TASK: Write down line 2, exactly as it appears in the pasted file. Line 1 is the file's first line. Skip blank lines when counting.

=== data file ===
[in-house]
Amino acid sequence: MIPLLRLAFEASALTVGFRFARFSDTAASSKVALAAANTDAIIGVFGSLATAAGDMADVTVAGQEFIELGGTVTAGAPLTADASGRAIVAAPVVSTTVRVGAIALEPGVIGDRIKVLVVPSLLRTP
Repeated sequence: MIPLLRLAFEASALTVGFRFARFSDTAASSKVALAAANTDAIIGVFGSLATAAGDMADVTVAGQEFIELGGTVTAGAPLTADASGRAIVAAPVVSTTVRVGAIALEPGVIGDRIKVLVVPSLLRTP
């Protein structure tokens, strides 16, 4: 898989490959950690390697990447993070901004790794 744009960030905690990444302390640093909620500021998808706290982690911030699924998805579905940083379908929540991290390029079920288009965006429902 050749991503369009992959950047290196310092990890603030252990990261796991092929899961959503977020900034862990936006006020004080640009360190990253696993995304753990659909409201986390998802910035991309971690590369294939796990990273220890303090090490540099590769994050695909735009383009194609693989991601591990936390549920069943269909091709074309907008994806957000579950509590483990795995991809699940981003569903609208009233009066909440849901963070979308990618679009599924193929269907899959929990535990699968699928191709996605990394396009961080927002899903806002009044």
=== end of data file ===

Amino acid sequence: MIPLLRLAFEASALTVGFRFARFSDTAASSKVALAAANTDAIIGVFGSLATAAGDMADVTVAGQEFIELGGTVTAGAPLTADASGRAIVAAPVVSTTVRVGAIALEPGVIGDRIKVLVVPSLLRTP